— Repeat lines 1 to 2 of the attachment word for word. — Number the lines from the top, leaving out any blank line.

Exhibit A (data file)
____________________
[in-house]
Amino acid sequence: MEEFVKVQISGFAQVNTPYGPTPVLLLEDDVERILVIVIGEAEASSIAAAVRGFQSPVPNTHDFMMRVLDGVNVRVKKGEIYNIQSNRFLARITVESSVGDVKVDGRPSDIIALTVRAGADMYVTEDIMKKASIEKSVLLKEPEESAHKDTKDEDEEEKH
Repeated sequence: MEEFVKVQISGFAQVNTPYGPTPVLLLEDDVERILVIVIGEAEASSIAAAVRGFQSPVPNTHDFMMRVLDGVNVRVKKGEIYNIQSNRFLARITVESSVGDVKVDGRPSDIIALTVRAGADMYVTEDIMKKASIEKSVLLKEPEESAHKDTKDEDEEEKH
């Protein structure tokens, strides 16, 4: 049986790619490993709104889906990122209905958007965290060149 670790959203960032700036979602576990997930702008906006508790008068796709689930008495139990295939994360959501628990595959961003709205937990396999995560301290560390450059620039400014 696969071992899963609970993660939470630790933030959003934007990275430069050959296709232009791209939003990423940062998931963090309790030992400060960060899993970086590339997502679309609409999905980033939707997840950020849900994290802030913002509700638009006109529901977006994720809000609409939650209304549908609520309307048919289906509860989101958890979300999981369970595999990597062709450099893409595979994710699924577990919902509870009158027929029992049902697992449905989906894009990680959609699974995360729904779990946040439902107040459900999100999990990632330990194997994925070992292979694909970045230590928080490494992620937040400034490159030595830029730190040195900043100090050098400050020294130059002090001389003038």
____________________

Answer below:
[in-house]
Amino acid sequence: MEEFVKVQISGFAQVNTPYGPTPVLLLEDDVERILVIVIGEAEASSIAAAVRGFQSPVPNTHDFMMRVLDGVNVRVKKGEIYNIQSNRFLARITVESSVGDVKVDGRPSDIIALTVRAGADMYVTEDIMKKASIEKSVLLKEPEESAHKDTKDEDEEEKH